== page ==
CCST Seminar: Yi Rao
Dr. Yi Rao obtained his Ph.D. from Chinese Academy of Sciences, Institute of Chemistry, in 2004. After completing three years of postdoctoral research, he was appointed an associate research scientist in 2007 jointly supported by Drs. Nicholas J. Turro and Kenneth B. Eisenthal at Columbia University. After working with Dr. Tony F. Heinz for one year in the field of materials science at Columbia University, Dr. Rao moved to Temple University in 2014 as a research associate professor, where he is now advising 5 Ph.D. graduate students and one research staff. As of July 2017, Dr. Rao is going to join a faculty position in the Department of Chemistry and Biochemistry in Utah State University. Over the years, Dr. Rao has been actively involved in diversified research areas including ultrafast optical spectroscopy, materials science, surface science, photochemistry, environmental chemistry, and biophysical chemistry.
"Ultrafast Sum Frequency Generation (SFG) Spectroscopy for Materials and Environmental Applications"
Sum frequency generation (SFG) is a proven interface-specific technique and widely used for determining vibrational and electronic structures of materials, environmental, and biological interfaces. However, it is barely known that SFG could act as a probe to examine structural dynamics occurred at interfaces. In this talk, I discuss basic principles of SFG and show our recent efforts in developing ultrafast interface-specific sum frequency generation for the applications of materials and environmental sciences. In the first example, I will investigate ultrafast intermolecular electron transfer at the air/water interface by employing our recently-developed transient sum frequency generation (SFG) spectroscopy. The electron transfer between photoexcited coumarin 314 and Dimethylaniline at the air/water interface includes both forward electron transfer (charge separation) and back electron transfer (charge recombination). The rates for both the processes are much faster than those in bulk. I will explain this phenomenon in terms of static and dynamical solvent effects as well as molecular orientational order at the interface. It was found that the weak polarity and highly orientational ordering of molecules at the interface account for the fast rates of the charge separation and charge recombination. The second example is interfacial charge transfer in hybrid solar cells. We take GaAs/C60 as an example. I will show you how surface states play a vital role in charge injection and interfacial electron transfer by developing ultrafast electronic sum frequency generation.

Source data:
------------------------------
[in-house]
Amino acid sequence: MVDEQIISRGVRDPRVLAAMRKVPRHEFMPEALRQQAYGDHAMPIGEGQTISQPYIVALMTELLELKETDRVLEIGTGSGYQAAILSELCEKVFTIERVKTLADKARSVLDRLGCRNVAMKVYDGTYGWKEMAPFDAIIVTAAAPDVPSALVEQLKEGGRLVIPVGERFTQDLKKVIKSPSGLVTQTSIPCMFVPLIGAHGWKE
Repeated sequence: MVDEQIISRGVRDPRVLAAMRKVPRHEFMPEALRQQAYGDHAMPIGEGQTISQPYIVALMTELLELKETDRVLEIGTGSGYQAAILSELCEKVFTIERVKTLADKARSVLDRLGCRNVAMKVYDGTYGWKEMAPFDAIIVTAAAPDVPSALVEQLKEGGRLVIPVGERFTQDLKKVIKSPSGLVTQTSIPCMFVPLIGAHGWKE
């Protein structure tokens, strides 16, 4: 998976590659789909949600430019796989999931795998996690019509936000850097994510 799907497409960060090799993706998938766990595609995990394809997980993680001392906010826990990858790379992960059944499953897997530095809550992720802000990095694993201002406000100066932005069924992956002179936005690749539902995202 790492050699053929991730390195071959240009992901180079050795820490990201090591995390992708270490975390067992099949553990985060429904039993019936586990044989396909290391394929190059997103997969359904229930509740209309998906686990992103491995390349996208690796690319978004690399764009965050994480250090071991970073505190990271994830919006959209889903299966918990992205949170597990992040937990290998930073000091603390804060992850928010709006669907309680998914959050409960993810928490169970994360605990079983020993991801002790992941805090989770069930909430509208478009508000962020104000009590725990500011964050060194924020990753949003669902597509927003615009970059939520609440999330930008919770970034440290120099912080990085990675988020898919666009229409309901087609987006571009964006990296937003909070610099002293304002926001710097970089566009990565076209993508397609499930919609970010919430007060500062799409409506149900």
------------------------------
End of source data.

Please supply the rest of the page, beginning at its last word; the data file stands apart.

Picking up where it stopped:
Thursday, June 22, 2017 at 11:00am to 12:00pm
Colburn Lab, 366 CLB
University of Delaware- Colburn Lab, University of Delaware, 150 Academy St, Newark, DE 19716-3196, USA